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Title: Factors influencing axillary node metastasis in breast cancer
Authors: Uludağ Üniversitesi/Tıp Fakültesi/Radyasyon Onkolojisi Anabilim Dalı.
Uludağ Üniversitesi/Tıp Fakültesi/Genel Cerrahi Anabilim Dalı.
Çetintaş, Sibel Kahraman
Kurt, Meral
Özkan, Lütfi
Engin, Kayıhan
Gökgöz, Şehsuvar
Taşdelen, İsmet
Keywords: Oncology
Prognostic factors
Breast cancer
Axillary lymph node involvement
Tumor size
Vessel invasion
Conservative management
Postmastectomy radiotherapy
Clinical-practice guidelines
Sentinel lymph-node
Issue Date: 2006
Publisher: Sage Publications
Citation: Çetintaş, S. K. vd. (2006). ''Factors influencing axillary node metastasis in breast cancer''. Tumori Journal, 92(5), 416-422.
Abstract: Aims and background: The status of the axillary lymph nodes at the time of diagnosis has been accepted as one of the most important prognostic factors for the overall and disease-free survival of patients with breast cancer. The aim of our study was to determine which factors influence axillary node involvement in invasive breast cancer. Methods: The data presented here were obtained from 344 patients who were treated for invasive breast cancer at the Department of Radiation Oncology, Uluda6 University Medical College, Bursa, Turkey. Possible prognostic factors were categorized as patient related and tumor related. The Mann-Whitney U test was used for univariate analysis and logistic regression was used for multivariate analysis. Results: In univariate analysis, a familial cancer history (P 0.0042), age < 40 years (P = 0.0276), higher T stage (P < 0.0000), nipple involvement (P = 0.0345), skin involvement (P = 0.0270), perineural invasion (P = 0.0231), and lymphatic vessel invasion (P < 0.0000) were correlated with increased axillary node involvement. A higher incidence of >= 4 involved lymph nodes was associated with higher T stage (P = 0.0004), nipple involvement (P = 0.0292), presence of an extensive intraductal component (P = 0.0023)i skin involvement (P = 0.0008), perineural invasion (P = 0.0523), and lymphatic vessel invasion (P < 0.0000) in univariate analysis. In multivariate analysis, age < 40 years (P = 0.0454), cancer history within the family (P = 0.0024), higher T stage (P = 0.0339), lymphatic vessel invasion (P = 0.0003), and perineural invasion (P = 0.0408) were found to be independent factors for axillary lymph node positivity. Age < 40 years (P = 0.0221), perineural invasion (P = 0.0408), and an extensive intraductal component (P = 0.0132) were associated with an increased incidence of 4 involved nodes in the logistic regression analysis. In patients with breast cancer, the incidence of axillary lymph node involvement was independently influenced by age < 40 years, presence of cancer history within the family, higher T stage, lymphatic vessel invasion, and perineural invasion. Conclusions: In conclusion, absence of familial cancer history, presence of lymphatic vessel invasion, higher T stage, and age below 40 years independently increased the risk of axillary node involvement. Presence of perineural invasion and lymphatic vessel invasion, age below 40, and an extensive intraductal component of more than 25% independently affected the risk of having A nodes involved. Patients characterized by these factors may be classified into a higher risk group for nodal involvement, but more data are needed to define factors that can help in the decision-making regarding the omission of axillary treatment.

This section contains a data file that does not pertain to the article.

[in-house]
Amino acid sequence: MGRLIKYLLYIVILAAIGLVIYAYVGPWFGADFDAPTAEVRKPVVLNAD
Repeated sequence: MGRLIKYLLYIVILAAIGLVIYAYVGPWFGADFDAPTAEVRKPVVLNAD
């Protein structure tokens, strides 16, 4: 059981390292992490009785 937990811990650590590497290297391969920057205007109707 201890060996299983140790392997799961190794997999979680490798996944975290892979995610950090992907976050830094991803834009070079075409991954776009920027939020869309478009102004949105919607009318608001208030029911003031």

ISSN: 0300-8916
Appears in Collections:Scopus
Web of Science

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